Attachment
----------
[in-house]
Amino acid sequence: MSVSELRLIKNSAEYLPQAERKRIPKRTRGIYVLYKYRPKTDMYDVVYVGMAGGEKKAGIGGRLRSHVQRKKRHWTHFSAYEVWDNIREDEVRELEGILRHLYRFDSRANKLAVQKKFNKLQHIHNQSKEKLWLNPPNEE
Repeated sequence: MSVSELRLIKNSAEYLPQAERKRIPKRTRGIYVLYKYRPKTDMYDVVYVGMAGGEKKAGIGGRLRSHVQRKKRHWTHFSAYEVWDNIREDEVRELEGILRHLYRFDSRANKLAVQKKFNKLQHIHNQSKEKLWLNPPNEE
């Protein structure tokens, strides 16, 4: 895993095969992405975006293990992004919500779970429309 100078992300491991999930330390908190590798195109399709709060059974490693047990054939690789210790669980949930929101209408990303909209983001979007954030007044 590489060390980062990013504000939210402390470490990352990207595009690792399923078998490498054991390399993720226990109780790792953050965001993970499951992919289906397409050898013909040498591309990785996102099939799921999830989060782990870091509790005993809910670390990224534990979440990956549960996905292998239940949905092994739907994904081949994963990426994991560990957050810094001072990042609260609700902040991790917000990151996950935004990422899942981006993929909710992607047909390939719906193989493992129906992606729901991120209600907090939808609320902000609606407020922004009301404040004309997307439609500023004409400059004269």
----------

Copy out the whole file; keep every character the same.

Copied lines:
[in-house]
Amino acid sequence: MSVSELRLIKNSAEYLPQAERKRIPKRTRGIYVLYKYRPKTDMYDVVYVGMAGGEKKAGIGGRLRSHVQRKKRHWTHFSAYEVWDNIREDEVRELEGILRHLYRFDSRANKLAVQKKFNKLQHIHNQSKEKLWLNPPNEE
Repeated sequence: MSVSELRLIKNSAEYLPQAERKRIPKRTRGIYVLYKYRPKTDMYDVVYVGMAGGEKKAGIGGRLRSHVQRKKRHWTHFSAYEVWDNIREDEVRELEGILRHLYRFDSRANKLAVQKKFNKLQHIHNQSKEKLWLNPPNEE
């Protein structure tokens, strides 16, 4: 895993095969992405975006293990992004919500779970429309 100078992300491991999930330390908190590798195109399709709060059974490693047990054939690789210790669980949930929101209408990303909209983001979007954030007044 590489060390980062990013504000939210402390470490990352990207595009690792399923078998490498054991390399993720226990109780790792953050965001993970499951992919289906397409050898013909040498591309990785996102099939799921999830989060782990870091509790005993809910670390990224534990979440990956549960996905292998239940949905092994739907994904081949994963990426994991560990957050810094001072990042609260609700902040991790917000990151996950935004990422899942981006993929909710992607047909390939719906193989493992129906992606729901991120209600907090939808609320902000609606407020922004009301404040004309997307439609500023004409400059004269």